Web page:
9 powerful social change movements you need to know about

Rights are hard won and easily lost. Fortunately, the world is full of determined people ready to stand up, organise, and take collective action. Here’s nine people-powered social change movements that are sure to fill you with hope.

Protestors chant and bend down on their knees. They hold handmade red, yellow and black signs saying 'stop don't shoot' and Black Lives Matter. Woman in front raises her fist and is wearing an Aboriginal flag tshirt.
‘Black Lives Matter’ rally on June 02, 2020 in Sydney, Australia. (Photo by Lisa Maree Williams/Getty Images)

1. Black Lives Matter

With the killing of George Floyd by a US police officer in May 2020, the Black Lives Matter movement is an important one to support right now.

Activists Alicia Garza, Patrisse Cullors and Opal Tometi created the Black Lives Matter hashtag in 2013. It was part of their response to the acquittal of George Zimmerman for the killing of African-American teen Trayvon Martin.

Although it started in the US, Black Lives Matter is now a global human rights movement. It campaigns to end violence and systemic racism towards Black people and other people of colour. In Australia, Black Lives Matter has become synonymous with the 434 Aboriginal and Torres Strait Islander people who have died in police custody since the Royal Commission Into Aboriginal Deaths in Custody. Here’s some ways you can support Black Lives Matter in Australia.

“Black people. I love you. I love us. Our lives matter, Black Lives Matter”

Alicia Garza
A teenage girl with a beanie and two long plaits holds a big handmade sign with words in Swedish: Skolstrejk for Climatet. Next to her, a dark-skinned man holds a handmade sign saying: What Greta said.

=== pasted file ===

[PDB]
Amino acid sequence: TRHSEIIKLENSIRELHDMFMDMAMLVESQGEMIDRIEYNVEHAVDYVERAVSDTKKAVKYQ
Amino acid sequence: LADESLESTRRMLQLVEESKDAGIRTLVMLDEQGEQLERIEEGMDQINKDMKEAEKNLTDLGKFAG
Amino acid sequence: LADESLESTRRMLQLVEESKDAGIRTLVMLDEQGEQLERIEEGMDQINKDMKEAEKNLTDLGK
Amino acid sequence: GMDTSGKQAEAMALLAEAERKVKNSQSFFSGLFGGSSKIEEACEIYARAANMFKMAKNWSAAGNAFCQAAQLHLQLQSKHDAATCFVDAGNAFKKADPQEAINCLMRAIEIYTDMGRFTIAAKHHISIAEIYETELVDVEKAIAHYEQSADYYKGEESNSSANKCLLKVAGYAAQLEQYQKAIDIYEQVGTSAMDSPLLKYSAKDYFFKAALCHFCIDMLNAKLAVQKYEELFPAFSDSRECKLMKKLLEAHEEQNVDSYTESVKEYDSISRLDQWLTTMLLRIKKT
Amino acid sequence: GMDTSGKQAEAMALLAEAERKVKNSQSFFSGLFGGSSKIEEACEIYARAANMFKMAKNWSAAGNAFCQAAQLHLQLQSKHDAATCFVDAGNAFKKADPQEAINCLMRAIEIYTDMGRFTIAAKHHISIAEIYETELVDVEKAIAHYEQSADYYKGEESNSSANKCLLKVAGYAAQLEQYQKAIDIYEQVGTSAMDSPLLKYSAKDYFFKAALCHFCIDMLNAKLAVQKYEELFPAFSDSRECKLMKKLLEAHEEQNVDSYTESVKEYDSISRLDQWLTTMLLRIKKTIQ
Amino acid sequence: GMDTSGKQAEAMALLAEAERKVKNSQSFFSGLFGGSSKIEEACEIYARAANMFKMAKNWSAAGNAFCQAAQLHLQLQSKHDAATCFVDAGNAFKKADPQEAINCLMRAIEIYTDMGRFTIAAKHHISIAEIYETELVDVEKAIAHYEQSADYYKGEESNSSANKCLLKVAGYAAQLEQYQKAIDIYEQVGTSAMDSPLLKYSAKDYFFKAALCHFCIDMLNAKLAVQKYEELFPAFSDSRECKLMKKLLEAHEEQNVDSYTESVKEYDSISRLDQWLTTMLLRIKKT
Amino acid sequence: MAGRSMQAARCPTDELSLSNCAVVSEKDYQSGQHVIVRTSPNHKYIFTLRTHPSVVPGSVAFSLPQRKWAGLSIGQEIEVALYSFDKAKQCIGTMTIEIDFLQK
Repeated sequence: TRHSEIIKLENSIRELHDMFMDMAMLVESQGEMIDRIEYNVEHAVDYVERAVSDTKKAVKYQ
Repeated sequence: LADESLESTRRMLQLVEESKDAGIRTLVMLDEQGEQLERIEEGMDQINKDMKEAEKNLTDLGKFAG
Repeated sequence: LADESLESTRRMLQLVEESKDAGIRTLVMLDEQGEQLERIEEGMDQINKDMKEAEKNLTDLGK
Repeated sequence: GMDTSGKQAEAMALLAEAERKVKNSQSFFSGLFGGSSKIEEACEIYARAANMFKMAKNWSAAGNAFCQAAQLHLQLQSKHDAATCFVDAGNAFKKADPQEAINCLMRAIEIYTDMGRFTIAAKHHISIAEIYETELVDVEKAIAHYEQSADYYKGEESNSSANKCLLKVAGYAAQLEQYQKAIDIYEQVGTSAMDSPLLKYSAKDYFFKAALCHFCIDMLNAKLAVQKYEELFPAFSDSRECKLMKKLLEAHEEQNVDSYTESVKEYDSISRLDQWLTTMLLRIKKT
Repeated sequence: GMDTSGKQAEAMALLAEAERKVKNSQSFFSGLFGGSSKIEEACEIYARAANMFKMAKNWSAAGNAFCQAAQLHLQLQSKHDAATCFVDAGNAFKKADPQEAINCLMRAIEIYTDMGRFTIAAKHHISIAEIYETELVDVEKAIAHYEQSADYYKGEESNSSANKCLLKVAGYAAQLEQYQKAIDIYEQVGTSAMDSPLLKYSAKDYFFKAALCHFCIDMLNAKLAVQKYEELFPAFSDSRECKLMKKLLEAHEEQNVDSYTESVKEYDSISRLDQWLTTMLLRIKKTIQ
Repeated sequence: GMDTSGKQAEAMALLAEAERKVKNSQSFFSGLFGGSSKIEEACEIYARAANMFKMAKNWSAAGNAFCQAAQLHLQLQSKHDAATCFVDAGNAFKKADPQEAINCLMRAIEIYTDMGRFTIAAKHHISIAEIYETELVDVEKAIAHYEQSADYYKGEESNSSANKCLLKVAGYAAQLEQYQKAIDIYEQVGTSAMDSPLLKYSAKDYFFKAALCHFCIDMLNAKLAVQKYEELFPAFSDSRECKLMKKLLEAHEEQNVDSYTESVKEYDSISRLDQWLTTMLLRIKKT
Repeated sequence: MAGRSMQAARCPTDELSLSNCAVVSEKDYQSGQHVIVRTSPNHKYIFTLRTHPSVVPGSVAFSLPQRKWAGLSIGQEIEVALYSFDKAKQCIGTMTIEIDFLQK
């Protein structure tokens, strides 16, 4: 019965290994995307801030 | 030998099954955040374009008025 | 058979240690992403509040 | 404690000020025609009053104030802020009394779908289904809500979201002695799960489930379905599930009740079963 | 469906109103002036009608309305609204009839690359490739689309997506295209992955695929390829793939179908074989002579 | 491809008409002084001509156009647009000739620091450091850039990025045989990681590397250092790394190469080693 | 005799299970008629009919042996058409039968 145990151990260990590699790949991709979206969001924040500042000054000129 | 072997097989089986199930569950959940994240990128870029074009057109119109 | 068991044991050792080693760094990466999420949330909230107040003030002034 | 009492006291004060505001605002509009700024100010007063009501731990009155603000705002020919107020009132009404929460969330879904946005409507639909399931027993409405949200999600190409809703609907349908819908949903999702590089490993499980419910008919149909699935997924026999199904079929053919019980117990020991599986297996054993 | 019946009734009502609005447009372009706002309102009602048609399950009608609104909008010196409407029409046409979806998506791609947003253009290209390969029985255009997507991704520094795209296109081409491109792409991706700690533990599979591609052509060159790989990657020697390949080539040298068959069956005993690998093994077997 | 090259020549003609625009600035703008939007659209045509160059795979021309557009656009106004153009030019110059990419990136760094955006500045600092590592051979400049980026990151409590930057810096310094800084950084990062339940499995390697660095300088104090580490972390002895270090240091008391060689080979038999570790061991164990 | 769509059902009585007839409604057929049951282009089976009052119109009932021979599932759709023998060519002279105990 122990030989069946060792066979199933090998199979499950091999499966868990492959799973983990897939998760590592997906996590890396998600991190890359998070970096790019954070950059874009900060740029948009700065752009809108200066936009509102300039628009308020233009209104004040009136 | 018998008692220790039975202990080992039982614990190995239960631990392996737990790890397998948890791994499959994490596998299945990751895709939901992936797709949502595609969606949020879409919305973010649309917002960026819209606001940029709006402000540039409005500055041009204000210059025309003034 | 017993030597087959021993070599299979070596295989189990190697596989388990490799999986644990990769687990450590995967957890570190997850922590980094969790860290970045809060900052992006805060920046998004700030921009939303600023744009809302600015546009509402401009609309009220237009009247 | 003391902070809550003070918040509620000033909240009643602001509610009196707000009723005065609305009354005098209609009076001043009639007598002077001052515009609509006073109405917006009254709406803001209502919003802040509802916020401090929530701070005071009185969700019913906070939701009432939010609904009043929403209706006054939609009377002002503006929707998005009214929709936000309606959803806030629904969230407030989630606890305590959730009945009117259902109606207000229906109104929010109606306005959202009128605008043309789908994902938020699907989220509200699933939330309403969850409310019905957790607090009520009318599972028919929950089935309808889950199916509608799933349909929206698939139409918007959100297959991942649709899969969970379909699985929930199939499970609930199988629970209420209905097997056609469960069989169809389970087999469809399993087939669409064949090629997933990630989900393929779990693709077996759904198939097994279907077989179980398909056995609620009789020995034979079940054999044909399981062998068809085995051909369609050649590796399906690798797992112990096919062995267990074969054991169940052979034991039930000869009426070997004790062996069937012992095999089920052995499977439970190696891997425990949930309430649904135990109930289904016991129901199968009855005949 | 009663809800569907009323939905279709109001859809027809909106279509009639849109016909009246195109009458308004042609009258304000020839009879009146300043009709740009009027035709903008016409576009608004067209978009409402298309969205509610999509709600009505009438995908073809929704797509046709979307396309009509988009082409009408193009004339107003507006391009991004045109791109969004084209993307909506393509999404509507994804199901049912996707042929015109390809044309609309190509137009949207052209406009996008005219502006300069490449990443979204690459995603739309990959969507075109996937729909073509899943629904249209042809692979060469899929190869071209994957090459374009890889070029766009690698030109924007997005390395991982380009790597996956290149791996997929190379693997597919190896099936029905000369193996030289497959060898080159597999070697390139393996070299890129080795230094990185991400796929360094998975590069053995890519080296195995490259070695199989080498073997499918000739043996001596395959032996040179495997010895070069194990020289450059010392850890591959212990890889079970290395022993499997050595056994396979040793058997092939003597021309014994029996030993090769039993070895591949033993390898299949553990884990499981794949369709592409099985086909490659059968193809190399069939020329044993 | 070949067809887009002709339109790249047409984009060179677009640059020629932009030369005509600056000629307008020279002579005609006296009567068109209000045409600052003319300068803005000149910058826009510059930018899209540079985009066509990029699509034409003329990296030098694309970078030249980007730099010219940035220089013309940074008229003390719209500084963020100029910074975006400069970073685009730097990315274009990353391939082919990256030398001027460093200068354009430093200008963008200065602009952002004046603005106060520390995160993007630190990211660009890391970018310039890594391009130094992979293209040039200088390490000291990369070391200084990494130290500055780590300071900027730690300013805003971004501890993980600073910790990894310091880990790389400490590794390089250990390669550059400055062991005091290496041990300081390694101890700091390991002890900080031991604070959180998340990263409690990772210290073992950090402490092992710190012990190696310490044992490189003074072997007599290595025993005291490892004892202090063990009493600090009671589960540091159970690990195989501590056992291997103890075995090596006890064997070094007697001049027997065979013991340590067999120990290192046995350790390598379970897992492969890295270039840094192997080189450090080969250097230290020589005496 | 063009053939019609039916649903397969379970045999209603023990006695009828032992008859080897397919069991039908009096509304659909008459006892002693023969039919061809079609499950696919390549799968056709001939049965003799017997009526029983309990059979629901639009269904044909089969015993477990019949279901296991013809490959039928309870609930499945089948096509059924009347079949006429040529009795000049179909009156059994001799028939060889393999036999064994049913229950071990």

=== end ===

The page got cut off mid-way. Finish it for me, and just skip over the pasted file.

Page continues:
Greta Thunberg and Amnesty’s Secretary General Kumi Naidoo, 2019. AI

2. Schools Strike for Climate

One girl with a protest sign outside Sweden’s parliament every Friday inspired a worldwide movement in less than one year. The Schools Strike movement (also known as Fridays for Future) wants politicians to act now on the climate crisis.

Greta Thunberg and the Schools Strike movement dominated headlines in September 2019, when around 6 million people attended their climate protests.

“I want you to panic”

Greta Thunberg
Vincent Lingiari (left) holds out his palm. Gough Whitlam (right) holds his hand above Vincent's and pours red earth into Vincent's palm. Brilliant blue sky above them.
Prime Minister Gough Whitlam pours soil into the hands of traditional land owner Vincent Lingiari, Northern Territory, 1975. Credit: Mervyn Bishop / Art Gallery of NSW

3. Indigenous land rights movement

The struggle for Indigenous land rights spanned decades. In 1963, the Yolngu people from Yirrkala in Arnhem Land presented parliament with the Yirrkala bark petitions, protesting to have their land and their rights returned.

A few years later Gurindji man Vincent Lingiari led 200 stockmen on the famous ‘Wave Hill Walk-Off’ for fair pay and decent working conditions. It soon sparked the Gurindji people to demand the return of their lands.

Torres Strait Islander man Eddie Mabo also played an important role. His campaign for land rights led to a High Court case that eventually overturned the lie of terra nullius.

“We want to live on our land, our way.”

Vincent Lingiari
Malala Yousafzai, the schoolgirl shot by the Taliban for campaigning for girls’ education was presented with an International’s Ambassador of Conscience award.
© Amnesty International

4. Girls’ rights to education

Malala Youfaszai grew up in the Swat Valley in Pakistan at a time when the Taliban had banned girls from attending school. Her peaceful promotion of girls’ education made her a target; the Taliban shot her on a school bus.

Malala survived. Today she still promotes women and children’s rights to education, working with young activists across the world. She is the youngest Nobel Prize laureate. If you haven’t yet read I Am Malala – do it.

“Let us pick up our books and pens. They are our most powerful weapons.”

Malala Yousafzai
Nelson Mandela revisits his prison cell on Robben Island, where he spent eighteen of his twenty-seven years in prison, South Africa, 1994.